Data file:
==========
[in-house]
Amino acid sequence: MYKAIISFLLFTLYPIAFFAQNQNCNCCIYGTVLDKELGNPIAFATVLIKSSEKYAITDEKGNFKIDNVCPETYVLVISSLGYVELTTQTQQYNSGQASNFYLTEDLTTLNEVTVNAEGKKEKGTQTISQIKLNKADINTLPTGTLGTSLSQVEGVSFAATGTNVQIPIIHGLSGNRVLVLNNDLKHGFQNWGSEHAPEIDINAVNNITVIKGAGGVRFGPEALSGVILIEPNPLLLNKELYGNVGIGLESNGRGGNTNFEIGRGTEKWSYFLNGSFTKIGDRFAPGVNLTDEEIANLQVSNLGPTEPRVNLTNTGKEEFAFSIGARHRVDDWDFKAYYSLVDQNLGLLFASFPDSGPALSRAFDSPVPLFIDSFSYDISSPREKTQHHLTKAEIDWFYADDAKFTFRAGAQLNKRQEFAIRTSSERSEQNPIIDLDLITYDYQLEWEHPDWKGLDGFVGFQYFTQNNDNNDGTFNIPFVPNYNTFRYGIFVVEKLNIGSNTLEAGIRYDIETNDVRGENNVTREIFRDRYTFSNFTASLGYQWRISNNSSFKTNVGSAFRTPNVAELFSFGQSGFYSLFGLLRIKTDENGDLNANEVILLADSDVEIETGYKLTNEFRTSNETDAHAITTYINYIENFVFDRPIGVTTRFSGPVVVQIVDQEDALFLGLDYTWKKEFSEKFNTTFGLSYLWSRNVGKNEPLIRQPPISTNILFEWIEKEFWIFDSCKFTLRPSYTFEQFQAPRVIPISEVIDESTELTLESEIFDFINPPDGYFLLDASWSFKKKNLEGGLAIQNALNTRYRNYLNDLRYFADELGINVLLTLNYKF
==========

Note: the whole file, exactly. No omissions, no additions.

[in-house]
Amino acid sequence: MYKAIISFLLFTLYPIAFFAQNQNCNCCIYGTVLDKELGNPIAFATVLIKSSEKYAITDEKGNFKIDNVCPETYVLVISSLGYVELTTQTQQYNSGQASNFYLTEDLTTLNEVTVNAEGKKEKGTQTISQIKLNKADINTLPTGTLGTSLSQVEGVSFAATGTNVQIPIIHGLSGNRVLVLNNDLKHGFQNWGSEHAPEIDINAVNNITVIKGAGGVRFGPEALSGVILIEPNPLLLNKELYGNVGIGLESNGRGGNTNFEIGRGTEKWSYFLNGSFTKIGDRFAPGVNLTDEEIANLQVSNLGPTEPRVNLTNTGKEEFAFSIGARHRVDDWDFKAYYSLVDQNLGLLFASFPDSGPALSRAFDSPVPLFIDSFSYDISSPREKTQHHLTKAEIDWFYADDAKFTFRAGAQLNKRQEFAIRTSSERSEQNPIIDLDLITYDYQLEWEHPDWKGLDGFVGFQYFTQNNDNNDGTFNIPFVPNYNTFRYGIFVVEKLNIGSNTLEAGIRYDIETNDVRGENNVTREIFRDRYTFSNFTASLGYQWRISNNSSFKTNVGSAFRTPNVAELFSFGQSGFYSLFGLLRIKTDENGDLNANEVILLADSDVEIETGYKLTNEFRTSNETDAHAITTYINYIENFVFDRPIGVTTRFSGPVVVQIVDQEDALFLGLDYTWKKEFSEKFNTTFGLSYLWSRNVGKNEPLIRQPPISTNILFEWIEKEFWIFDSCKFTLRPSYTFEQFQAPRVIPISEVIDESTELTLESEIFDFINPPDGYFLLDASWSFKKKNLEGGLAIQNALNTRYRNYLNDLRYFADELGINVLLTLNYKF